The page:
ReplyDelete
  15. I liked this post Frank. They sure do have long beaks. Very interesting. Thanks.

    ReplyDelete
  16. I don't know what I like better, your surperlative text or your brilliant pictures! You have on heck of an eye Frank. And to get that close? Unbelievable!

    ReplyDelete
  17. Snipes are such cool shorebirds, and a species that I have yet to get in front of my lens! Terrific captures in this post!

    ReplyDelete
  18. Thanks Warren.

    Cheers Monty. I doubt the opportunity will crop up that easily again.

    Thanks very much Kerri.

    Hi Bill S. With this species both male and female are very similar.

    Thanks Mick. Just try to grab the moment when possible .. this time luck was on my side!

    Hi John. Lovely memories to be cherished. Strangely my father is just beginning to understand my love for the avian species.

    ReplyDelete
  19. Hi Andrew. I'm still waiting to catch any glimpse of a Snipe on my local patch but there are several other locations close by where they can be uncovered.

    Thanks joo.

    Hi Adam. Thanks. Hopefully you're keeping an eye open for the elusive 'Jacks'.

    Hi Mona. I thought your version was called Wilson's.

    Hi Sondra. Cheers. Yeah, they do take a little time to uncover.

    Thanks Gary.

    Hi Grammie. Carvings of Snipe, now that is cool.

    Hi Lois. Never too old to learn something new.

    Hi Carol. Thanks very much.

    Hi Ginny. Yes they do and just foe feeding!

    Hi Springman. I enjoy your turn of phrase as well my friend. Only as close as a 70-300 lens will allow ... hence all the shots were cropped.

    Thanks Pat. I'm sure you'll produce a much better image when you get the opportunity.

    Thanks dreamfalcon.

    ReplyDelete
  20. If it's water-logged habitat they need, they should be flocking to the Pacific Northwest. It just won't stop raining! Great post.

    ReplyDelete
  21. What a camo. A great post with beautiful images. Well done.

    ReplyDelete
  22. a very informative post. Thank you! And the shots are so great. :)

    ReplyDelete
  23. ...very interesting post, Frank. I've never been able to photograph our similar bird, the Wilson's Snipe. They fly away every time I get close (I usually only see them when they flush). Your photos are fantastic!

    ReplyDelete
  24. Mike B. Sorry about all your rain, we have just had the driest March for years!

    Fotokarusallen. Appreciate your compliments.

    NatureFootstep. Thanks very much.

    ReplyDelete
  25. Hi Kelly. Ditto .. I've never got close to our Jack Snipe apart from nearly stepping on one and they are far too quick for my reflexes! More usually the Common is only viewable through the scope but this one made my day with a much closer encounter.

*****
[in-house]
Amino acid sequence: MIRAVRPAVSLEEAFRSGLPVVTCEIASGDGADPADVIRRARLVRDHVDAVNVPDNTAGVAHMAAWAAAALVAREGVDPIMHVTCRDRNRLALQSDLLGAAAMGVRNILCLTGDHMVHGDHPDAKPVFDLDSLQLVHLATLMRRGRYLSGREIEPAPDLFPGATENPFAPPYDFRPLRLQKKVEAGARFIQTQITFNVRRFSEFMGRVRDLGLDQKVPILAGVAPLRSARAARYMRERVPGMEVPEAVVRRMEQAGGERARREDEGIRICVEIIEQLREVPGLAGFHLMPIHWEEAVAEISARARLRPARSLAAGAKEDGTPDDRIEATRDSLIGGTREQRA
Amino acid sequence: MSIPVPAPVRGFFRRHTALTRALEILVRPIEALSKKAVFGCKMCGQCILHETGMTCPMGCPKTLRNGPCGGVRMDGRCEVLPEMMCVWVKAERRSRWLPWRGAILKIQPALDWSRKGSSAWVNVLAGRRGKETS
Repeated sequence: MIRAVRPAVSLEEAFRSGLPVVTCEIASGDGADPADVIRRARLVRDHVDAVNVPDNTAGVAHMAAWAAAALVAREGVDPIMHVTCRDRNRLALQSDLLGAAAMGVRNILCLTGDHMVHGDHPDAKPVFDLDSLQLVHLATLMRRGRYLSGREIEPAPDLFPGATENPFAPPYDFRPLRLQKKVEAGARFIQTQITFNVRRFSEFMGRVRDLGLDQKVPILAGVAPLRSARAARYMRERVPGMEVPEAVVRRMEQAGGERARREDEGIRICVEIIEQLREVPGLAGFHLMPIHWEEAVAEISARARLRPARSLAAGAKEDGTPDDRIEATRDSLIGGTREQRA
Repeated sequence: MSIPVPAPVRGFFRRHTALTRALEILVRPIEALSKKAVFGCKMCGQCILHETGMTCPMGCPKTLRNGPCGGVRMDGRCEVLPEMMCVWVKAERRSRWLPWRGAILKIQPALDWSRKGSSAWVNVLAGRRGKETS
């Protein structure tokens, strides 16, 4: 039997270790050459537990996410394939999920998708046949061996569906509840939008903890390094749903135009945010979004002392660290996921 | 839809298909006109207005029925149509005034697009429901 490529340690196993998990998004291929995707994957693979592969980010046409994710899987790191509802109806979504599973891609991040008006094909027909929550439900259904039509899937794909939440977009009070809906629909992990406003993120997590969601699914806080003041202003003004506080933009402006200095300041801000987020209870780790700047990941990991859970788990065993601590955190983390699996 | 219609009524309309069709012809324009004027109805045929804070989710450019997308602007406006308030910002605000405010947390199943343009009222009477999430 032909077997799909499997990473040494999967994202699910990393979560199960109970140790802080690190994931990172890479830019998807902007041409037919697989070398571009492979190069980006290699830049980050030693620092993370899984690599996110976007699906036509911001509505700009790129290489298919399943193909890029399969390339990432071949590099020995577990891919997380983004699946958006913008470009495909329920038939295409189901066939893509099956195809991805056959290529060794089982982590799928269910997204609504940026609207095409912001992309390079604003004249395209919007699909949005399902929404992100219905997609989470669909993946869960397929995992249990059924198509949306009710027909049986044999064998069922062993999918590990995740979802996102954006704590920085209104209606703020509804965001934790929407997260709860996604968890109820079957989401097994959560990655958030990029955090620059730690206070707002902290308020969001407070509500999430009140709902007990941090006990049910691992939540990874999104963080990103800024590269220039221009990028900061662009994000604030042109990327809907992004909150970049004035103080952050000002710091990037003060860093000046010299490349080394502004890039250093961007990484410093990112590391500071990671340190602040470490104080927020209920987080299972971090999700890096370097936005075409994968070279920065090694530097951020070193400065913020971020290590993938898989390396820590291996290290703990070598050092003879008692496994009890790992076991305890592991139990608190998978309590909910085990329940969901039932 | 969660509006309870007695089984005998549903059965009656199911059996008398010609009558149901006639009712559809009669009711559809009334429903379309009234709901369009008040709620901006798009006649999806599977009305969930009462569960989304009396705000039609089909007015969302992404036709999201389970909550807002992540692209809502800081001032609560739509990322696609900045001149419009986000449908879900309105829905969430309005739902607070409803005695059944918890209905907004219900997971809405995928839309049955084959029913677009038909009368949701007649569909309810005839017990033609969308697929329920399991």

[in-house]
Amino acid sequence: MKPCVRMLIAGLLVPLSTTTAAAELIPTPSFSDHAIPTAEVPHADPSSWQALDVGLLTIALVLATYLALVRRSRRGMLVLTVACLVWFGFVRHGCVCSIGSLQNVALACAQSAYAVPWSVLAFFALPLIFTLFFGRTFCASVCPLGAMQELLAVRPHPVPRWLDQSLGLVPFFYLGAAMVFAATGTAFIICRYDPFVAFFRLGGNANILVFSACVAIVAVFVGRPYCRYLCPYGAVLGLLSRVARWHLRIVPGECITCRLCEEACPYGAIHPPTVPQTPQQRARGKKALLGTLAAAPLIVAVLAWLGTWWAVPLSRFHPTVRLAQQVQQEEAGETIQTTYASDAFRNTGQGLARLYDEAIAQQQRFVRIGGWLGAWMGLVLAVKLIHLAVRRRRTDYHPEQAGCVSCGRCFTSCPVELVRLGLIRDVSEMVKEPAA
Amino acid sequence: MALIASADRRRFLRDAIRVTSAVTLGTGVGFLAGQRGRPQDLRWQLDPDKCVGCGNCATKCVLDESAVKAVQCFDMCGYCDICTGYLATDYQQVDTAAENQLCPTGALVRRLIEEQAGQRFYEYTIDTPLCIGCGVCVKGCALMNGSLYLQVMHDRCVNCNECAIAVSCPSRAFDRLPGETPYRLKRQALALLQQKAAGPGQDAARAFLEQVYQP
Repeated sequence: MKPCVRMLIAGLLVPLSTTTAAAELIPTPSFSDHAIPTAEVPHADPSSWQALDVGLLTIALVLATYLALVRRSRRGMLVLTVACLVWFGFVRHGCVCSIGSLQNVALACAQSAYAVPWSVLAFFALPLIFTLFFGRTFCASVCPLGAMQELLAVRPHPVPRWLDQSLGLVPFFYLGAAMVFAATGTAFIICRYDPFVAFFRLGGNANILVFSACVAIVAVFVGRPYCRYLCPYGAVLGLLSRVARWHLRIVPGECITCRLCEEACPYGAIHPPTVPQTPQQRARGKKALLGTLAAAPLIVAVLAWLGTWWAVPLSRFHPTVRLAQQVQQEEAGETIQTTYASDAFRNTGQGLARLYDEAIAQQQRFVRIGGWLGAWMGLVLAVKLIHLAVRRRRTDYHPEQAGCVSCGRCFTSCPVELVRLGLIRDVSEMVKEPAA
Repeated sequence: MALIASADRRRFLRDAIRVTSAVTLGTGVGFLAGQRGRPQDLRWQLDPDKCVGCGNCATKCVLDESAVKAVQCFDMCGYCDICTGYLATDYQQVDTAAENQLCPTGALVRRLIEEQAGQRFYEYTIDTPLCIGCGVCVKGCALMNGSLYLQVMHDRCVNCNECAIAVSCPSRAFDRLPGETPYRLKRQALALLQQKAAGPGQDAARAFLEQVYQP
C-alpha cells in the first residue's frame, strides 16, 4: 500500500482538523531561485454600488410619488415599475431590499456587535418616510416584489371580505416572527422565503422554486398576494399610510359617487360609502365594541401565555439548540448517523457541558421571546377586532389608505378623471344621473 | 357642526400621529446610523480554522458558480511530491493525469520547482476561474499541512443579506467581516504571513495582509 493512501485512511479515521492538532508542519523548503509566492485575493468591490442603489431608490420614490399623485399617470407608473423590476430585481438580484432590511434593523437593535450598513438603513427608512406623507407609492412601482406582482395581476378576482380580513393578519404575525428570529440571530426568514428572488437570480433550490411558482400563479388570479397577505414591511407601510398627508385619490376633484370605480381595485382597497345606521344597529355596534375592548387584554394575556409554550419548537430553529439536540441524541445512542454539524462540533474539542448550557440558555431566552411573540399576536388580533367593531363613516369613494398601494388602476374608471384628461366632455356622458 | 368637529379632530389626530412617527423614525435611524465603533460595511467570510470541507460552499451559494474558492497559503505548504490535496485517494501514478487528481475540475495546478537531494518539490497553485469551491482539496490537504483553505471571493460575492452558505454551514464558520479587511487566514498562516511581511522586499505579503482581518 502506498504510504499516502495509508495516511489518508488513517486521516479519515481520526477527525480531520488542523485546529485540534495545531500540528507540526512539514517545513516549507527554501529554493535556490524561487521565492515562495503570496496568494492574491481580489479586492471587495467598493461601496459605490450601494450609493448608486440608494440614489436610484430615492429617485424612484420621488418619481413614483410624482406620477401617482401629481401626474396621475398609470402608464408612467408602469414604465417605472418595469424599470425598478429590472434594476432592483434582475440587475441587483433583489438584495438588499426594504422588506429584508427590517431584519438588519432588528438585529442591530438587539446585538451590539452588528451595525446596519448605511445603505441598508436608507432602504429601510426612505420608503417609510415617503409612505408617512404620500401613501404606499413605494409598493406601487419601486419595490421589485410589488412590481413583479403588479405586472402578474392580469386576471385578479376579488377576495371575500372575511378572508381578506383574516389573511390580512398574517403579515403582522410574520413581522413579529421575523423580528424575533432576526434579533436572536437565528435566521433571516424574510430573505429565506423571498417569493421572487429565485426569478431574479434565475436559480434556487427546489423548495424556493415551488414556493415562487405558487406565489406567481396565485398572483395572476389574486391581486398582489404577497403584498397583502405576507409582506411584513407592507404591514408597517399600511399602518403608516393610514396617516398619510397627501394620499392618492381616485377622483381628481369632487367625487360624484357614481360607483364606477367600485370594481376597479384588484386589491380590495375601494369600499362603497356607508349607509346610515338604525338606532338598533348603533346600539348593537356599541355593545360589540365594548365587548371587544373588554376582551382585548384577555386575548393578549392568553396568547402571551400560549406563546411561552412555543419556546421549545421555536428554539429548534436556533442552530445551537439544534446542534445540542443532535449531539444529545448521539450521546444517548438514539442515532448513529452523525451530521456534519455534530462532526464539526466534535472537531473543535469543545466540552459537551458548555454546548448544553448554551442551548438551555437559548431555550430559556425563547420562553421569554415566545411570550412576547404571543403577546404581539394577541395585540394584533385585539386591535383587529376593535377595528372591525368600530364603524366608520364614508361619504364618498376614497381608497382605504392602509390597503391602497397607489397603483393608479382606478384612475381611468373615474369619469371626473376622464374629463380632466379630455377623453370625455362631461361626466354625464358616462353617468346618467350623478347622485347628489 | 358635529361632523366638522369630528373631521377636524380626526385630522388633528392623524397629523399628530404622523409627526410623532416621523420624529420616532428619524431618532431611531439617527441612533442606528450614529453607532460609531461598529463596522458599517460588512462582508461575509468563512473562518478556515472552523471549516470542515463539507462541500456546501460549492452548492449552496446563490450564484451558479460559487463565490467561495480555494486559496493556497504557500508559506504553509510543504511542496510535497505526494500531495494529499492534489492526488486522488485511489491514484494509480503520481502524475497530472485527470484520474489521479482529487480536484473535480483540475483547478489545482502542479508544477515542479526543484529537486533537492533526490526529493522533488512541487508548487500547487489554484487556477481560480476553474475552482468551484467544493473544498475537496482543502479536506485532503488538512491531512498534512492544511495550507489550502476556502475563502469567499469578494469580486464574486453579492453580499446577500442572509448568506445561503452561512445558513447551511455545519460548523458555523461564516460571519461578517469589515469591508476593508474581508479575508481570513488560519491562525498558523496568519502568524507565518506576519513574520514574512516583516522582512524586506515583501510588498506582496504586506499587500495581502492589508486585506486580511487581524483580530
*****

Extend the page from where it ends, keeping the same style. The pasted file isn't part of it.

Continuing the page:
ReplyDelete
  26. Interesting, informative post, illustrated with great photos! Can't be better!

    ReplyDelete
  27. Awesome shots of the Snipe. I do not know why but I just love this bird. So far I have only seen it thru my binocs someday I hope to see it up close.

    ReplyDelete
  28. Hi Pat. Delighted you enjoyed this post.

    Hi Eileen. Waders are one of my favourites but I rarely get a chance to get close with the camera so this event was worth documenting. Persistence with any species eventually pays off ... good luck.

    ReplyDelete
  29. Wow, this must have been a fun photo shoot!

    ReplyDelete
  30. Hi Steve B. Yes, it was. The unexpected often produces the goods.

    ReplyDelete
  31. Frank, your photos of the snipe are truly stunning! Wonderful detail! My attempts were much less successful - it's hard because they are so well camouflaged and it's difficult to make them stand out from the background of weeds and water.

    ReplyDelete
  32. Hi Hilke. Thanks. I now appreciate just how clever this wader is at concealing itself with a limited surrounding of vegetation.

    ReplyDelete
  33. The PORTRAIT in every detail....amazing and so fascinating; how difficult it must have been to shoot these pics.....they are fabulous!!!!!

    Have a sunny weekend, Frank!!!

    ciao ciao elvira

    ReplyDelete
  34. Thank you Elvira. Twisting out through a hide window was worth the effort. I hope you have a fun weekend also. ciao ciao FAB.

    ReplyDelete
  35. Great shots, esp. the last one! And, i love that name "Horse Gawker!" Nice series, Frank

    ReplyDelete
  36. Thanks Robin. Many of those old common names would be totally politically incorrect these days!!

    ReplyDelete

I hope you enjoyed your visit and I always appreciate your comments and feedback.

If 'Word Verification' shows up then it's a Google glitch. Just ignore it and click 'publish' as usual.

LinkWithin

Related Posts with Thumbnails